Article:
But I love Jesus. Seriously. A lot. Jesus has done some amazing things in my life and in the lives of others around me. I am a WITNESS to hope and miracles. I am a WITNESS to the comfort and peace of Jesus. I am a WITNESS to His saving grace. I don’t think that’s a bad thing. In fact, it’s an amazing, beautiful thing. So I need to work through my bias of what it means to witness and recognize God uses Christians in all sorts of ways to live out the great commission, which many interpret as God calling all Christians to share the Good News of the Gospel with the entire world.
Then Jesus came to them and said, “All authority in heaven and on earth has been given to me. Therefore go and make disciples of all nations, baptizing them in the name of the Father and of the Son and of the Holy Spirit, and teaching them to obey everything I have commanded you. And surely I am with you always, to the very end of the age.” Matthew 28:18-20
I’m also realizing, through conversations with other Christians, including some of my closest friends, people at church, and especially my brother, that God uses Christians in a variety of different ways to spread the Good News of Jesus Christ to the whole world. And how God has gifted me in terms of communicating that may be different than the gift he has provided my brother. And that’s ok.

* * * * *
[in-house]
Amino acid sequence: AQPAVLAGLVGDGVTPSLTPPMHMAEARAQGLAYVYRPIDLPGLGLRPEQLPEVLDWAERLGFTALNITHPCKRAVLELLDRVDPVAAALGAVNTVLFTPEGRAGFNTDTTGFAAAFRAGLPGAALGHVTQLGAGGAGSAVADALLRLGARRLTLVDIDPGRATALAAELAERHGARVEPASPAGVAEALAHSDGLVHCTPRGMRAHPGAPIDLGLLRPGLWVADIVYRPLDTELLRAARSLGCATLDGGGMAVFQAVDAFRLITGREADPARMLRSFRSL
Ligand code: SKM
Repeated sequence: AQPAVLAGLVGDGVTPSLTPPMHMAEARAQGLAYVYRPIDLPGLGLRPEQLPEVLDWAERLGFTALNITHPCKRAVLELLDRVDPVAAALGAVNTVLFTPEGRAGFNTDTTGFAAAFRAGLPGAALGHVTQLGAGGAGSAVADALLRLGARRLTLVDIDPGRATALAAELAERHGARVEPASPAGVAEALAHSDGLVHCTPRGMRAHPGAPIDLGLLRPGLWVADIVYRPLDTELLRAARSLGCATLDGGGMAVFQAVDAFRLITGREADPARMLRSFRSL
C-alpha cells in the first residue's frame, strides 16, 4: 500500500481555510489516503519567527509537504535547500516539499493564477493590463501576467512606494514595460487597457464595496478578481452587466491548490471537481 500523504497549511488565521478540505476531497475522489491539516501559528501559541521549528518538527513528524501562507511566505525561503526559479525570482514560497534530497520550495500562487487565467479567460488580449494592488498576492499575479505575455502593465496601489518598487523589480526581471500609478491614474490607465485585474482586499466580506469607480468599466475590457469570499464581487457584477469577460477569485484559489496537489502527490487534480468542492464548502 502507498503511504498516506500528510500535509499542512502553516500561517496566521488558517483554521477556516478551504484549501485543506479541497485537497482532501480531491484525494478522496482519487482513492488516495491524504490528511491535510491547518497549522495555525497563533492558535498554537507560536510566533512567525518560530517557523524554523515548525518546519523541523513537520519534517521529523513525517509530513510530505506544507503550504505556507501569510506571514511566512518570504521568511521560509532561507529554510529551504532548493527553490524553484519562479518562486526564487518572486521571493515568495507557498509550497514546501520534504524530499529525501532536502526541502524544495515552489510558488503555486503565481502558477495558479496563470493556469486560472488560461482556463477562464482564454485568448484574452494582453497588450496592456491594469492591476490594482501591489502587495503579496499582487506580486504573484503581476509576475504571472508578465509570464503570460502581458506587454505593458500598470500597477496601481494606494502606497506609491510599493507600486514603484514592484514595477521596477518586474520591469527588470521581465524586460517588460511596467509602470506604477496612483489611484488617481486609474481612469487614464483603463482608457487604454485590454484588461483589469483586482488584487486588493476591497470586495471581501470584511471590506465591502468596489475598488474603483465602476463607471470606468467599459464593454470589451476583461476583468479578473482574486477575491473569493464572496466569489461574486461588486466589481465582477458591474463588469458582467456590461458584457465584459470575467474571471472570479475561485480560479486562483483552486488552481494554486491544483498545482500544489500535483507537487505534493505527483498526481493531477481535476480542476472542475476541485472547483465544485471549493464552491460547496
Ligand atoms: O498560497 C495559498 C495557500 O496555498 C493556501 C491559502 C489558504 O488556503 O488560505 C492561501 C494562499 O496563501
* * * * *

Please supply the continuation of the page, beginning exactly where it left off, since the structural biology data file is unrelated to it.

I do have my biases about evangelizing but I have determined how God wants me to share the Gospel (at least for the time being – God is allowed to change course at any time). I may feel a certain approach is more effective or personal or even “right.” But I’m reminded that followers of Jesus are a diverse bunch and the people God is trying to reach are just as diverse, so a one-size fits all approach is unrealistic.
I think the word “witness” will continue to be a trigger for me, I won’t deny that. But I’m not ashamed of the Gospel… I’m just ashamed of what people have done in the past in the name of the Gospel. There is a marked difference. I need to remember that when in conversation with other loving, compassionate Christians just doing their part to share the love of God with others, even if it’s in a way that I personally am not comfortable doing. In the end, we should leave it up to God to lead us as God sees fit.
But I will no longer be scared to say I have personally witnessed the love and forgiveness of Jesus Christ in my life and when people sincerely turn their hearts over to following Jesus, that is something to rejoice in!
If you're a Christian, what way are you most comfortable being a "witness"? If you're not a Christian, have you had positive/negative reactions to people "witnessing" to you?